During my first pregnancy, a friend gave me a baby book along with the advice, "You won't finish this, but every new mom needs a book like this." Her comment struck me as curious and pessimistic, especially during a time of huge optimism and expectation in my life. Flipping through the baby book, I saw that it progressed until age six, with annual birthday milestone pages. Of course I would finish this book for my child...right? Wrong.
As I type, the book is somewhere in his room, still waiting for his second birthday pictures and mementos. Don’t even get me started about the status of my younger son's book...it's embarrassing.
Having accepted my inability to complete a scrapbook or any other kind of birthday memory book, I've moved toward seeking out easy-to-complete birthday milestone markers. My guess is that I am not alone. We're all busy, so here are some simple ways to annually record and remember your child's development at each birthday.
The Birthday Interview: Brainstorm a list of a couple dozen questions, such as "What do you want to be when you grow up?" and "What makes you happy?" I began this tradition when my boys were turning two and five, to track their personalities as they grow. I ask the same questions each year so we can see if my younger son, who believes he would make a fine coast guard meteorologist (he was very specific this year!) will still feel the same way when he is eight or twelve or older.
Birthday Books: Commemorate where your child is developmentally through the gift of an age-appropriate book with a personal note inside the cover. Julie Brasington of HappyHomeFairy.com gives her two young sons a birthday book each year. She explains, "Every year I give [them] a new book for [their] library. I make sure to include a little note and picture so that it will be a memorable collection to remind [them] of birthdays past." Brasington continues, "I like to think that this tradition subliminally communicates that reading is something to celebrate." The note in the front of the book describes why she chose the book, whether to impart a lesson or celebrate a milestone that year.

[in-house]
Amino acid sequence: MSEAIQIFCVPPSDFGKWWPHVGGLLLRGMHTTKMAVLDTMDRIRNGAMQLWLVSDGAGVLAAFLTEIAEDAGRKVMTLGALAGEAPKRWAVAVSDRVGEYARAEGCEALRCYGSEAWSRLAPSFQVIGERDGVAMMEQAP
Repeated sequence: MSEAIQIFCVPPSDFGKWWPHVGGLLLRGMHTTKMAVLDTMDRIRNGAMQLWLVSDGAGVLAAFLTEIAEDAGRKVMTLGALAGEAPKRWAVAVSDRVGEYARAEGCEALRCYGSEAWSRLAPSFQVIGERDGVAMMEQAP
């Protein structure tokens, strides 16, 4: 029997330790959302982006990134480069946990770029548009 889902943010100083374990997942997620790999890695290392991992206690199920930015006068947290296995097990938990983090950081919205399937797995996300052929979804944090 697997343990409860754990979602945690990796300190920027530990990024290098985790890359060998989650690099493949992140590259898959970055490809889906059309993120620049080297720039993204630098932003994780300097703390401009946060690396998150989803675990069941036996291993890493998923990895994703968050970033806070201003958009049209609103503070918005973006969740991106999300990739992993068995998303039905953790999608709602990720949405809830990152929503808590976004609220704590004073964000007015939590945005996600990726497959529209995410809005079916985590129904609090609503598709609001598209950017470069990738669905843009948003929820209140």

You Ought to Be in (Birthday) Pictures: One of the simplest ways to commemorate a child’s birthday is through the taking of some thoughtful pictures. Meg Hogan, a photographer, has a preschooler and a young daughter whom she photographs each birthday. She encourages parents to "get one full body shot in proportion to their surroundings, just to mark their progress in the world...in a location that reflects their personality." Having now done this each year of her children's lives, Hogan reflects that "the worst picture is the one not taken! In the age of digital photography and external hard drives, why not take all the pictures that you want?"
The Birthday List: Create a list of unique and special things you love about your child each year on their birthday. Jill Fisher of Elon, North Carolina, has three young girls. She explains, "[Every birthday] each family member makes a list of things we love about the birthday person, with the number of items on the list being the same as the person's age." For the Fisher family, this tradition has also transformed into special art for the girls' rooms. Fisher adds that "the girls have the lists for that year hanging in their rooms for them to see all year long." After the year has passed, the list can be filed away as a memory of what special traits everyone in the family appreciates.
My, How You’ve Grown!: Another simple way to mark each birthday is annually measuring your child's growth. However, instead of doing it on a door or other part of your house, why not create a large "measuring stick" out of board? You can use a 1' x 6' or other board and mark the inches and feet on it, just like a large ruler. The benefit to this approach is that if you move, you can take the board with you! It also serves as a fun piece of wall art if you nail it to your child's room or play area wall.
Although each parent's approach to commemorating birthdays may be different, any attempt to track your child's growth and development can be saved for years to come. Whether you do so with an elaborate scrapbook or a simple photo, having a record of their passing years is something you'll cherish when they're older.